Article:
I met Tom M. at Ponce Inlet last Friday at dawn. We arrived at 6 am when the park opened and were the first ones in. We didn’t see anyone else for about 30 minutes. I was surprised by how few people were there. I guess it helps to go during the week instead of on weekends.
I thought I’d share three photos along with some details on how I made them.
The moon was full on Friday for the second time in July and was just setting as we got out on the jetty. I found this vantage point to highlight the “Blue Moon” over the water along the rocks. This is a two exposure composite that I blended manually using layers and masks in Photoshop. I exposed the top part for the moon (ISO 50, f/11, 1.6 sec.) and the bottom part for the water (ISO 50, f/11, 5 sec.). I used my Nikon 24 – 120mm f/4 lens at 120mm – it’s very versatile for these kinds of outings.
Blue Moon descends
I liked the way the area just north of the jetty looked, with the sun and clouds above the water and rocks. I made a few exposures, and then waited for the sun to rise a bit more so it would be behind the clouds and the light would be less harsh. I saw a pelican flying by and managed to catch it just about under the sun (52 mm, ISO 100, f/11, 1/100 sec.). I thought it would look better with silky smooth water, so I made one more exposure using an 8 2/3 stop Neutral Density filter to slow my shutter speed (52 mm, ISO 100, f/11, 8 sec.). This image was also blended manually using layers in Photoshop. I did have some issues with color balance. The ND filter added a yellowish tint to the bottom that the top didn’t have. So I adjusted it to match as closely as I could before blending.
Ponce Sunrise – Early morning, just north of the jetty at Ponce Inlet.
For comparison, here is one of the photos I made about 5 minutes earlier when the sun was lower. This is a single exposure (50 mm, ISO 100, f/11, 1/100 sec.). I made a burst of several and picked one that best showed the sun highlighting the spray on top of the breaking wave. I like the framing on this one better too as I can see the sun reflecting off the jetty wall. The colors are more orange since there’s more of the sun showing through the clouds.
Ponce Sunrise too – Same place as the previous photo, and a few minutes earlier.
I’m not sure which one of these sunrise images I like best. I’m leaning toward the second one. Too bad the Pelican wasn’t in place when the wave broke! Which one do you like? Have you tried any techniques like this?
On a side note, I used my Nikon D800 camera that I’ve had for more than three years to make these. A couple of weeks ago, Nikon sent me an email and offered to clean and inspect it and fix anything they found wrong – for free! I took advantage of the offer, got it back, and was anxious to test it out. It seems to work fine and it’s nice to know it’s still in good shape. Thanks Nikon!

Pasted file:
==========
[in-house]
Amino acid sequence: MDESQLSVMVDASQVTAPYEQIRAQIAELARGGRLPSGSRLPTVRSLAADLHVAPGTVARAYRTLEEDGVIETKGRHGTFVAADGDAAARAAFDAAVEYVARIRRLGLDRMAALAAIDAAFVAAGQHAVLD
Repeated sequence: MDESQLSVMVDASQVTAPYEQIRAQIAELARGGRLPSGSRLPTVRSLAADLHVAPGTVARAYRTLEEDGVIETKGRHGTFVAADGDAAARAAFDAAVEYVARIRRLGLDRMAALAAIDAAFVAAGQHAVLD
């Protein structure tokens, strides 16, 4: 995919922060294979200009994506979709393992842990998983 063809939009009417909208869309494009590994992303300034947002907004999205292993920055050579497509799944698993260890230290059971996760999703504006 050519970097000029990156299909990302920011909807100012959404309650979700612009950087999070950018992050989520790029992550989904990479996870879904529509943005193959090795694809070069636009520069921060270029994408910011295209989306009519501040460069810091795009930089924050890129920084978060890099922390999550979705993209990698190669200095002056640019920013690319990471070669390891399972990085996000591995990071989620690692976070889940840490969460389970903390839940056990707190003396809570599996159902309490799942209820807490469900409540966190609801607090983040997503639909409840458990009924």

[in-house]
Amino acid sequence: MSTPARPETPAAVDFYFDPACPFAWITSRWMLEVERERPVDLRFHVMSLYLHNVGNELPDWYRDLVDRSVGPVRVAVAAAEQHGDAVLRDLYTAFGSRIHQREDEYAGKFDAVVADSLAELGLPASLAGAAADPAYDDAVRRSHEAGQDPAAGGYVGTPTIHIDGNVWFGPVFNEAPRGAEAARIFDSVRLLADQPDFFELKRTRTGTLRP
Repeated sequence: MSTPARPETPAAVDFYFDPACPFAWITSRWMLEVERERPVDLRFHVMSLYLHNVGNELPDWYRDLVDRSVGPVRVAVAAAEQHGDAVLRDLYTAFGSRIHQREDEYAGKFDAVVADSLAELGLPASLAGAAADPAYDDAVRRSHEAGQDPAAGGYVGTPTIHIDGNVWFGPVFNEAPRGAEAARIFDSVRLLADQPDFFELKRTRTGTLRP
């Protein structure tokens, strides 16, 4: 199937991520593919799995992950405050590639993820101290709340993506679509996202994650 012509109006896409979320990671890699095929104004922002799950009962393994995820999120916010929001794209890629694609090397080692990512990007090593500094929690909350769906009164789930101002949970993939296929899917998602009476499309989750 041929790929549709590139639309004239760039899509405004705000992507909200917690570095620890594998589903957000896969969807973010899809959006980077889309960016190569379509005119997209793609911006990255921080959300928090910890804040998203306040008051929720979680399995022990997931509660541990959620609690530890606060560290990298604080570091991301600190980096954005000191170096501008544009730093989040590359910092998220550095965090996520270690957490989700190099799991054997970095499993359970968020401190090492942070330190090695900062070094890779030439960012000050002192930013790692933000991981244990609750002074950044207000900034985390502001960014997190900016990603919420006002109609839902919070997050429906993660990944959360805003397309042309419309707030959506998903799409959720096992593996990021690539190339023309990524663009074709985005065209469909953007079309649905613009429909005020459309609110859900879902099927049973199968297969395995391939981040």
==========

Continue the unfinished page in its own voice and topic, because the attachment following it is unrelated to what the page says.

Happy Holidays! Once again the season has snuck up on us. I hope that all of you, your families, and your friends have a joyful and happy season!
Photographer Jim Goldstein has an annual tradition of organizing a “best photos of the year” listing. I’m very glad he started this, since it’s a good reminder for each of us to take time to review results and contemplate how to improve our photography. And also to put together an annual “Favorite photos of the year” post.
2012 was another good year for me photographically. The 2012 folder on my hard drive takes up about 284 GB of space – almost double 2011. There are 80 folders, and each one represents a separate “photo-op”, with a total of over 6200 photos, so it does look like I’m trying! I had a lot of opportunity to make good images this year, and I’m pleased with the results I achieved. But it doesn’t seem like my ability and skills have grown as much this year as in the past. Perhaps I’ve plateaued. Maybe I don’t know what I don’t know about getting better. Maybe I’m just getting more picky and critical. Regardless, I think I need to make a stronger effort in 2013.
I’m still using the following system to rate my photos. The numbers in parentheses are the counts for 2012.
1 star – The photo is interesting (174)
2 stars – The photo is worth showing to others (396)
3 stars – The photo is the best of (or one of the best of ) any given photo shoot (68)
4 stars – My favorite photo of a year (1)
5 stars – My favorite photo ever (still none, I’m not finished making photos yet!)
The rest of the photos don’t have stars and are seconds or not so good versions. I usually keep them, but they probably won’t get any more attention. This system seems to work for me and I’ve reviewed my 2012 photos and selected my favorites. This is a hard process for any photographer. It’s difficult to separate my opinion about a photograph from any emotional connections that I might have with the scene or situation. But making this effort is important and part of the learning process. Still, at the end of the day, I don’t claim to be objective about my photography. These photos are the ones that I like best, so feel free to disagree – but I hope you’ll enjoy looking at the ones I’ve picked.
You can click on each of these to go to Flickr and see a larger version. Or you can click on this link to go to the complete set on Flickr.